The NCAA had a press conference at the Final Four yesterday during which they made the effort to sell people on the idea of an expanded NCAA Tournament. To really get the full entertainment value of NCAA senior VP Gary Shaheen’s presentation, check out the back and forth with the Washington Post’s John Feinstein. It makes Abbott and Castello look sane. The point Feinstein harps on and the real nugget revealed on Thursday was the proposed schedule for this behometh. If you thought simply going to 96 teams was a stupid idea, just look at how they plan to schedule it:
Thursday/Friday(traditional start): 1st round(i.e. bottom 64 teams)
Saturday/Sunday: Round of 64(32 1st round winners vs 32 bye teams)
Tuesday/Wednesday: Round of 32
Thursday/Friday: Sweet Sixteen
Saturday/Sunday: Elite Eight
Saturday: Final Four
Monday: National Championship
Everyone assumed that the NCAA would simply play the new 1st round on Tuesday/Wednesday and then have round of 64 start on the Thursday it normally starts. Not so. The plan is to have teams play three games in five days during the 2nd week. Feinstein’s point, which Shaheen dodged like it was going to hurt him, was that teams advancing to the 2nd week could miss a whole week of class. Granted that would happen if they did it the first week but when you consider top 32 seed would miss half the first week then potentially all of the 2nd week after having done a conference tournament the previous week then you are basically having players out of class for most of 2-3 weeks. Also, by putting the three games in one week in the middle of the tournament you are ensuring a high seed like UNC(in most seasons) would play Saturday, Tuesday, Thursday, Saturday with travel from one site to the next mixed in there somewhere.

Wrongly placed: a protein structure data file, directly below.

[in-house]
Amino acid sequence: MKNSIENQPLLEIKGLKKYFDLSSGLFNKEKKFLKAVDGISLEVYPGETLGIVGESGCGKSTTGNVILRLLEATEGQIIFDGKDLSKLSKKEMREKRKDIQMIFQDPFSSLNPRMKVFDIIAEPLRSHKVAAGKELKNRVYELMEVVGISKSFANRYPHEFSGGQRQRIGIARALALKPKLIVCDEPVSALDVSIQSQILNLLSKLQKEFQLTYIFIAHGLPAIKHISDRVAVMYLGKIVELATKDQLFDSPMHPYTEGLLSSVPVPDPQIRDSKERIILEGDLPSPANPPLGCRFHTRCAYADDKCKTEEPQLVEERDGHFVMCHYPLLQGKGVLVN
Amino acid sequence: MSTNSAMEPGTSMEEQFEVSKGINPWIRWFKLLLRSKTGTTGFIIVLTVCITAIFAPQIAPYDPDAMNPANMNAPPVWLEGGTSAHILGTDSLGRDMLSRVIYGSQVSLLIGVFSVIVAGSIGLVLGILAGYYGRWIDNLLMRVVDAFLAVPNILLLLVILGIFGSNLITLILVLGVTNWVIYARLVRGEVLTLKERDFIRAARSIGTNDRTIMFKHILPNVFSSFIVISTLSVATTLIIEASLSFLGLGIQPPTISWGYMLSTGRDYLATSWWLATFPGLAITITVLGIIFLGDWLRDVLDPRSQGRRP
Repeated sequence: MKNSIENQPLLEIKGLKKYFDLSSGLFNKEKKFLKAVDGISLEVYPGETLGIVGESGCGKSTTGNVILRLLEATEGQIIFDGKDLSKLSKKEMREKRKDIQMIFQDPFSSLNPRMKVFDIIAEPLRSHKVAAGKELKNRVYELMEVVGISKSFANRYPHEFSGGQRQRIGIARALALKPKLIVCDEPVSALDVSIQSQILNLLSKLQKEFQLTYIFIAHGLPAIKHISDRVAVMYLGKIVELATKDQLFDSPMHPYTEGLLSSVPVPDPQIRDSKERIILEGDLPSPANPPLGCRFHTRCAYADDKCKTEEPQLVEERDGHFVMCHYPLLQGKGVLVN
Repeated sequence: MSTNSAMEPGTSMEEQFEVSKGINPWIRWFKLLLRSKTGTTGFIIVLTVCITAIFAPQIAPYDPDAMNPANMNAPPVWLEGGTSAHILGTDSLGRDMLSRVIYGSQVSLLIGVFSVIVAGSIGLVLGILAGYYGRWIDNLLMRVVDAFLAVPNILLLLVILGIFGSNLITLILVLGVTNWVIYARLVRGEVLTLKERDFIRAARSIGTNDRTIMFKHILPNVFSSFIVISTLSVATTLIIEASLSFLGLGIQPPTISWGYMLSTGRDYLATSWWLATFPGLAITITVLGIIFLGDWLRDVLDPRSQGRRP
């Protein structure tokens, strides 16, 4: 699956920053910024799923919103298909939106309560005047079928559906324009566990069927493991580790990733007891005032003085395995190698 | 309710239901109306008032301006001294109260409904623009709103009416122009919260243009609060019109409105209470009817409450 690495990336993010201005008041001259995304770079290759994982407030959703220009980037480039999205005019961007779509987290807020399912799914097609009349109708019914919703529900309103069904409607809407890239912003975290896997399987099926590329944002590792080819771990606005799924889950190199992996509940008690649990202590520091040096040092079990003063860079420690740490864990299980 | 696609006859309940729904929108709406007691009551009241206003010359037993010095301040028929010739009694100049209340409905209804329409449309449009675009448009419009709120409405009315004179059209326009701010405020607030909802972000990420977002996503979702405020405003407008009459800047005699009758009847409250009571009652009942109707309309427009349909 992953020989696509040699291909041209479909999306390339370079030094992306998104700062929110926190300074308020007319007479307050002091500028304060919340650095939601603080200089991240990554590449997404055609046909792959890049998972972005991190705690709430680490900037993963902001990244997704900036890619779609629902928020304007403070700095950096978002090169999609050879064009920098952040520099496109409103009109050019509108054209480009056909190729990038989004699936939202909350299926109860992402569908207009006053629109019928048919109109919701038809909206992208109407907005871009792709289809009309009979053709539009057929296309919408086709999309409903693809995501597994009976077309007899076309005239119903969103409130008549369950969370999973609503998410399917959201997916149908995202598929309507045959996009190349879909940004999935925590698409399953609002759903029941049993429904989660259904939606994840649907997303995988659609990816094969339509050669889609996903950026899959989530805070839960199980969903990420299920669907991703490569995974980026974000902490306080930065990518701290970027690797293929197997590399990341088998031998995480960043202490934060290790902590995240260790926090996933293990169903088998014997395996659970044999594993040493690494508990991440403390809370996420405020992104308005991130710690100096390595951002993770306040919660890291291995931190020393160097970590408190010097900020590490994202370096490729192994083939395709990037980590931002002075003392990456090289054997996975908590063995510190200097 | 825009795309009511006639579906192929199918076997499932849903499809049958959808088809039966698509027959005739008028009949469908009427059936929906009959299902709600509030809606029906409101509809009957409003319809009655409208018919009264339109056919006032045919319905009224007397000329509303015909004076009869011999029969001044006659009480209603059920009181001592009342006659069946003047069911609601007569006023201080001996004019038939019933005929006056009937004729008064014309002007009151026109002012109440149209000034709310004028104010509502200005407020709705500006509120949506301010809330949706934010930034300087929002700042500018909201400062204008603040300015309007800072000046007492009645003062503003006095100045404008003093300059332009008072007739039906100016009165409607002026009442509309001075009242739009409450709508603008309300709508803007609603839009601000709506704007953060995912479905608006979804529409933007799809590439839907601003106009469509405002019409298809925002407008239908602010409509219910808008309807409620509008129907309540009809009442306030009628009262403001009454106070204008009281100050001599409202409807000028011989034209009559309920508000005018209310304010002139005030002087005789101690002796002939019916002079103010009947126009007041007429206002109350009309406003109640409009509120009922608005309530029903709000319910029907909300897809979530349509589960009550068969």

The other issue is the simplicity of the bracket and the schedule as it stands now is ruined but none of that matters. Not to mention the difficulty for fans to be able to follow their team through the tournament seeing they would have to take a week off of work to do so as pointed out by ESPN's Dana O'Neil. The more I see of this monstrosity, the worse it looks from the diluting of the regular season to an incredibly tough schedule to win a tournament which is already difficult to win in its current form. Perhaps the most frustrating aspect of all is the fact a money hungry NCAA is willing to screw with something everyone loves(the NCAA Tournament) while refusing to address the postseason everyone hates(the BCS) all while making the opposite arguments to justify both.
Crossposted in part at Thee Sports Blog